S&TCS writes to Scottish Ministers: MSA position on salmon farming regulation

Salmon & Trout Conservation Scotland (S&TCS) writes to Scottish Ministers to outline Missing Salmon Alliance's formally agreed position on salmon farming regulation.

Roseanna Cunningham MSP

Cabinet Secretary for Environment, Climate Change and Land Reform

Fergus Ewing MSP

Cabinet Secretary for the Rural Economy

2 April 2020


Dear Ministers

Regulation of salmon farming with particular reference to impacts on wild salmon and sea trout

In their 2018 reports into salmon farming, both the Environment, Climate Change and Land Reform Committee and the Rural Economy and Connectivity Committee concluded that the regulation of salmon farming was inadequate and not fit for purpose, particularly in terms of protecting wild fish from negative impacts.

There is considerable concern that the recommendations to the Cabinet Secretary on salmon farming regulation that will emerge from the Salmon Interactions Working Group (SIWG) may fall far short of what is required and thus will fail to give urgently required protection to wild fish. You will be aware that none of the members of the Missing Salmon Alliance (MSA), which includes the Atlantic Salmon Trust, Salmon and Trout Conservation Scotland, the Angling Trust and the Game and Wildlife Conservation Trust, were represented within SIWG. Indeed, wild fish representation on SIWG was restricted to those with a somewhat limited mandate.

The four members of the MSA carry between them a very substantial mandate. 

They have recently adopted a joint formal position on salmon farming regulation:

Regulation must include: 

  1. The clear identification of a Scottish public authority with the statutory function of protecting wild fish from the negative interactions of salmon farming. 
  1. The introduction of an effective, robust and enforceable regulatory system for all salmon farms, to protect wild migratory fish and proactively address all and any negative impacts associated with salmon aquaculture, including much stricter ‘backstop’ limits for on-farm sea lice numbers, coupled with independent monitoring and strict enforcement in the event of breaches, to curtail the damage being caused to wild salmon and sea trout by salmon farming. The ‘backstop’ limits should be set at an average of 0.5 adult female lice per farmed fish on any particular farm,  with the limit dropping to  0.1 during wild smolt emigration between February and June, but this would not prevent adaptive management requiring lower lice levels on particular farms if that was required.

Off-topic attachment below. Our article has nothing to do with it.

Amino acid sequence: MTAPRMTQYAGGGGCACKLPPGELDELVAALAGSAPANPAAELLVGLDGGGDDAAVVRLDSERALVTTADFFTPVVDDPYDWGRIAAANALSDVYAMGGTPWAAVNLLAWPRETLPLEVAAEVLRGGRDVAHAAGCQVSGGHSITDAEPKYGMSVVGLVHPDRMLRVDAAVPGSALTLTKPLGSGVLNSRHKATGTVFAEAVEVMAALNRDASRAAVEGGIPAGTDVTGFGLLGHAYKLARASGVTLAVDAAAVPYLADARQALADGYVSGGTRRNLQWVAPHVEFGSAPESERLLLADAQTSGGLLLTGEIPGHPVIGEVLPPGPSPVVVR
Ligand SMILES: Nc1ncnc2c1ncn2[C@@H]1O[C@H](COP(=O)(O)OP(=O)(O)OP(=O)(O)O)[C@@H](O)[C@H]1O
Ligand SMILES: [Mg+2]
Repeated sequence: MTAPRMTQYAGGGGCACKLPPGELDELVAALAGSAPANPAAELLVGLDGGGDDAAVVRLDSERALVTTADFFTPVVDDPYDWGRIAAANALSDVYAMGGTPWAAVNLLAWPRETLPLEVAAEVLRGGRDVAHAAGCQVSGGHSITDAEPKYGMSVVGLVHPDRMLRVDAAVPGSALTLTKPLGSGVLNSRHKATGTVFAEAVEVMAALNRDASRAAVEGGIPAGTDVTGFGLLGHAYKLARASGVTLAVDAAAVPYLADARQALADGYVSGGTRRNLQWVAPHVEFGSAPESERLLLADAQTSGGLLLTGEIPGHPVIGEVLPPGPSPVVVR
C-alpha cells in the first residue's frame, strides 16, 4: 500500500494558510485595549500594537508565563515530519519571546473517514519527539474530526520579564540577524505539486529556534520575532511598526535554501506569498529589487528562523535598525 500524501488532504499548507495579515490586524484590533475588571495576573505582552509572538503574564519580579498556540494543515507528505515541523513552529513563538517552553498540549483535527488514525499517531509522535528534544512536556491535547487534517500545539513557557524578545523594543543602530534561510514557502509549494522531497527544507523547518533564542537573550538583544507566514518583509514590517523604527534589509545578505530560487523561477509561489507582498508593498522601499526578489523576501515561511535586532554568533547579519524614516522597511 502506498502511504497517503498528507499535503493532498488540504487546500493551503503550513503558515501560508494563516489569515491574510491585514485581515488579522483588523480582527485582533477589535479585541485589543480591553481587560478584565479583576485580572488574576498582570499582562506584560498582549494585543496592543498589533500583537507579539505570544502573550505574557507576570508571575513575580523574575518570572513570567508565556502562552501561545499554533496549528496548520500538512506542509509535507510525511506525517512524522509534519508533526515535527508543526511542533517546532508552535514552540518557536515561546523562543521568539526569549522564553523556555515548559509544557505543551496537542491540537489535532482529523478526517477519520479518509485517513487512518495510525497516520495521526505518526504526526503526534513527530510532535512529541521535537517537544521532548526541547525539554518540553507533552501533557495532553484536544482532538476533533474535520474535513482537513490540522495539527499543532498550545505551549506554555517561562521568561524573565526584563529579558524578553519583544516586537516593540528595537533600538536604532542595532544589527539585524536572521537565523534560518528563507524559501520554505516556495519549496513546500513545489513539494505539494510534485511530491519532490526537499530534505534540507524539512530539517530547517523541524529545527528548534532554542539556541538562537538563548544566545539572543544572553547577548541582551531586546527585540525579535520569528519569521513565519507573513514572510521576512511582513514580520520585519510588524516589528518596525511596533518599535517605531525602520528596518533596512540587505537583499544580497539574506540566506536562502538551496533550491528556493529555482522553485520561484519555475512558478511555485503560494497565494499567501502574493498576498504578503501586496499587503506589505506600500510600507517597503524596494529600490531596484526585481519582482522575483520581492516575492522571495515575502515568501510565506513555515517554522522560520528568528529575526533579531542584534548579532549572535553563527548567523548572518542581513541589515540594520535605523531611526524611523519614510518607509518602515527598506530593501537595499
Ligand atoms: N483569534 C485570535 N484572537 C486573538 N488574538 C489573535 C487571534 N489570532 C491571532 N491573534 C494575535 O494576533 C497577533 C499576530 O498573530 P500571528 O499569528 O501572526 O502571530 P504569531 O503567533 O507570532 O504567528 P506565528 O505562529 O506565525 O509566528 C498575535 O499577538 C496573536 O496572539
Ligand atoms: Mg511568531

1. A genuinely precautionary approach to the licensing and permitting of any new salmon farms or expansion of existing farms. 
  1. A review of the permitted biomass and location of all existing salmon farms as against their environmental impact, with a mechanism to compel reductions in biomass and relocation where appropriate. 
  1. Full transparency on the environmental impact of fish farming, including the ‘real time’ publication of on- farm sea-lice, escapes of farmed fish, use of all treatment chemicals (whether on-farm or in well boats), farmed fish mortalities and disease information. 
  1. A requirement that no salmon farming development be permitted without the prior completion of a rigorous independent cost benefit analysis of the potential impact on coastal communities, including the impact on existing local businesses and ecosystem services.
  1. Any adaptive management of fish farms, to be based on monitoring of wild fish, must be robust, independent, transparent and open to public scrutiny, with clear thresholds and deadlines for rapid action on-farm where problems are identified or suspected, and an appropriate regulator charged with enforcement of such management measures. 

MSA members have now individually published the above position:





Members of the MSA therefore request that Scottish Government also adopts the same position as MSA, as you consider how to proceed with salmon farming regulation. 

Given the perilous state of wild salmonid populations, members of the MSA believe robust Government action, in line with this position, is urgently required and anything weaker will not protect wild fish sufficiently.

Yours sincerely

Andrew Graham-Stewart

Director – Salmon and Trout Conservation Scotland

Cc Graham Black, Director, Marine Scotland

Alastair Mitchell, Marine Scotland

Edward Mountain MSP, Convener REC Committee

Gillian Martin MSP, Convener ECCLR Committee

John Goodlad, Chairman, Salmon Interactions Working Group

Mike Montague, Terry A’Hearn, Peter Pollard, SEPA

Cathy Tilbrook, Nick Halfhide, SNH

Alan Wells, Fisheries Management Scotland

Sam Collin, Scottish Wildlife Trust

Issued by Corin Smith, 2 April 2020. comms@salmon-trout.org (07463576892)